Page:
The Way Home
I CAN FIND MY WAY HOME from there,” he said.
Officer Peter O’Hanlon was on patrol when he heard a quivering sob—it was a little lad in the shadows sitting on a doorstep.
"I’m lost. Please take me home,” said the boy.
“Where do you live, child?” “What street?”
“I do not know,” the boy replied.
The officer began to name the streets in the neighbourhood hoping to help him remember where he lived.
He repeated the names of hotels and shops, but nothing helped. Then, he remembered a well-known church with a towering cross in the centre of the city.
He pointed at it, and the boy’s face brightened.
“Take me to the cross.” “I can find my way home from there.”
IT WAS THE PASSOVER, and Jesus shared the bread, and the cup with his disciples.
He proceeded to the Mount of Olives, and his disciples followed him.
“Father, if you are willing, remove this cup from me; yet not my will, but yours be done,” he prayed.
He was in so much agony, and an angel of the Lord strengthened him.
Then, he came to his disciples, he woke them up and urged them to pray. But as he talked to them, a crowd came, and they arrested him.
They took him to the council of elders, who connived against him.
The elders were like gatekeepers, those that one will call the harbingers of progress, but they shut the door on the people—it seemed like systemic cruelty.
The following day, he stood before Pilate, but Pilate found no fault in him.
He would release Jesus, but the people shouted, “Crucify him, crucify him.” (Luke 23:21)
Pilate granted their request, and they led him to Golgotha where they crucified him with two criminals, one on each side.
He said, “Father forgive them for they know not what they are doing.” (Luke 23:34)
Place of Separation
THE THIEVES represent the two groups of people that live: the righteous and the wicked. The cross is the place of the divide.
When the criminal on the left hurled abuses at Jesus, the one on the right told him to stop. He knew that Jesus was innocent and did not deserve to die.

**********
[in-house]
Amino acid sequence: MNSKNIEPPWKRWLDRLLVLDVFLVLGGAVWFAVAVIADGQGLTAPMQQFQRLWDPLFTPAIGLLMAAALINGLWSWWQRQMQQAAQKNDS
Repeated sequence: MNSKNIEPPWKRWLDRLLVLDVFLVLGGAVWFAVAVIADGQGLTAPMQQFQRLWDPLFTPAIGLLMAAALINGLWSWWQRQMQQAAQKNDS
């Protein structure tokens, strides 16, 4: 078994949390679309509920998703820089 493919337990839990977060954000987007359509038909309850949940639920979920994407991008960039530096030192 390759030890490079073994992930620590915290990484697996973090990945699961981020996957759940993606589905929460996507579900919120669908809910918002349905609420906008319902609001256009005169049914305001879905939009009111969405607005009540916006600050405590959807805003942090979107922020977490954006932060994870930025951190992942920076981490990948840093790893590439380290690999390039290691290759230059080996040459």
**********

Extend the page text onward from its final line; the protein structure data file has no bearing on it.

Take me to the cross
Place of Forgiveness
THE MAN ON THE RIGHT knew that it wasn’t about what he had done, but what he must do. To be with Jesus in eternity, he needed to have him now.
He understood that the punishment fitted his crime and wanted it to end quickly, but not before he made a request.
He said, “Jesus, remember me when You come to Your kingdom!” (Luke 23:42)
And Jesus said to him, "Truly, I say to you. Today, you'll be with me in paradise." (Luke 23:43)
Both were guilty and couldn’t save themselves, but they had equal opportunities to be saved—the one on the right reached out in faith while the one on the left didn’t.
Both wanted to be saved, but one had a saving faith: he repented and confessed Jesus publicly. Jesus saw something good and forgave him.
Place of Hope
ON THAT NIGHT, many people lost hope.
They had thought that Jesus would take back the Kingdom of Israel from the Romans and give it to them, but they were far from the truth.
It was his darkest hour—Jesus was at the brunt of everything, but he turned on the light and forgave their sins.
To some, forgiveness had become a forgotten virtue. But Jesus reminded them why it was so important to forgive.
At the cross, forgiveness played out in a very humbling way—it gave them hope, and humanity had the chance to live again.
Has anyone offended you? God wants you to forgive. Let go, let God.
BRINGING IT TOGETHER
AT THE CROSS, the man on the right found his way home. He knew that Jesus could love and forgive, and he asked for it.
There is no bliss in anxiety, no delight in persisting challenges. The way to take the stress out of the distress is to trust Him with your life.
Life is short. Eternity is long! The Cross of Christ is the way home.
It's time to choose how you want your story to end.